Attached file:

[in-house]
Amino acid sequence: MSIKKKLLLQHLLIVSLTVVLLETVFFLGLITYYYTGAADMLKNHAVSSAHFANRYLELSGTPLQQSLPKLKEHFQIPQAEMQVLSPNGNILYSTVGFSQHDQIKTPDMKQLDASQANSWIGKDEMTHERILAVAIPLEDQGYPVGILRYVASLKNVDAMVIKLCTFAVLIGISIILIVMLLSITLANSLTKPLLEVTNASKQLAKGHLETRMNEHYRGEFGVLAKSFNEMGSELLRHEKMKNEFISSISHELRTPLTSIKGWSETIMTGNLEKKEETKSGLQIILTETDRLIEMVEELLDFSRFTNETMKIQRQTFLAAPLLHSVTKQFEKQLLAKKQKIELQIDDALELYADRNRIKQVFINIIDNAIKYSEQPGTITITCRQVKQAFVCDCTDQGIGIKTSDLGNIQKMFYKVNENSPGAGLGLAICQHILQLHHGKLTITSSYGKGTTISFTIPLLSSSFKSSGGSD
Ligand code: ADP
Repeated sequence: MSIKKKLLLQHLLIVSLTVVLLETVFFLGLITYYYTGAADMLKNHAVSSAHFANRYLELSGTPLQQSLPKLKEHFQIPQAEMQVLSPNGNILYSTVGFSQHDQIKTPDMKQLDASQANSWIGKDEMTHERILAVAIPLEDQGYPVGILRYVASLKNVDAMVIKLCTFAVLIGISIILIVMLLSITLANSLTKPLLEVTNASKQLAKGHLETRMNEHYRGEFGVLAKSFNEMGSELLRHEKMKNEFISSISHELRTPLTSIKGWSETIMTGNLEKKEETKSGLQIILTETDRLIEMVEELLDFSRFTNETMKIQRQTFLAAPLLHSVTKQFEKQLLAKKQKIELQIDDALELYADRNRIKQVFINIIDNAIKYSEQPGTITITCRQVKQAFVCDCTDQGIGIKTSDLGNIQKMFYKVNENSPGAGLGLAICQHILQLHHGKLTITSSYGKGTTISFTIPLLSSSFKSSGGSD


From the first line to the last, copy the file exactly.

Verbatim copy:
[in-house]
Amino acid sequence: MSIKKKLLLQHLLIVSLTVVLLETVFFLGLITYYYTGAADMLKNHAVSSAHFANRYLELSGTPLQQSLPKLKEHFQIPQAEMQVLSPNGNILYSTVGFSQHDQIKTPDMKQLDASQANSWIGKDEMTHERILAVAIPLEDQGYPVGILRYVASLKNVDAMVIKLCTFAVLIGISIILIVMLLSITLANSLTKPLLEVTNASKQLAKGHLETRMNEHYRGEFGVLAKSFNEMGSELLRHEKMKNEFISSISHELRTPLTSIKGWSETIMTGNLEKKEETKSGLQIILTETDRLIEMVEELLDFSRFTNETMKIQRQTFLAAPLLHSVTKQFEKQLLAKKQKIELQIDDALELYADRNRIKQVFINIIDNAIKYSEQPGTITITCRQVKQAFVCDCTDQGIGIKTSDLGNIQKMFYKVNENSPGAGLGLAICQHILQLHHGKLTITSSYGKGTTISFTIPLLSSSFKSSGGSD
Ligand code: ADP
Repeated sequence: MSIKKKLLLQHLLIVSLTVVLLETVFFLGLITYYYTGAADMLKNHAVSSAHFANRYLELSGTPLQQSLPKLKEHFQIPQAEMQVLSPNGNILYSTVGFSQHDQIKTPDMKQLDASQANSWIGKDEMTHERILAVAIPLEDQGYPVGILRYVASLKNVDAMVIKLCTFAVLIGISIILIVMLLSITLANSLTKPLLEVTNASKQLAKGHLETRMNEHYRGEFGVLAKSFNEMGSELLRHEKMKNEFISSISHELRTPLTSIKGWSETIMTGNLEKKEETKSGLQIILTETDRLIEMVEELLDFSRFTNETMKIQRQTFLAAPLLHSVTKQFEKQLLAKKQKIELQIDDALELYADRNRIKQVFINIIDNAIKYSEQPGTITITCRQVKQAFVCDCTDQGIGIKTSDLGNIQKMFYKVNENSPGAGLGLAICQHILQLHHGKLTITSSYGKGTTISFTIPLLSSSFKSSGGSD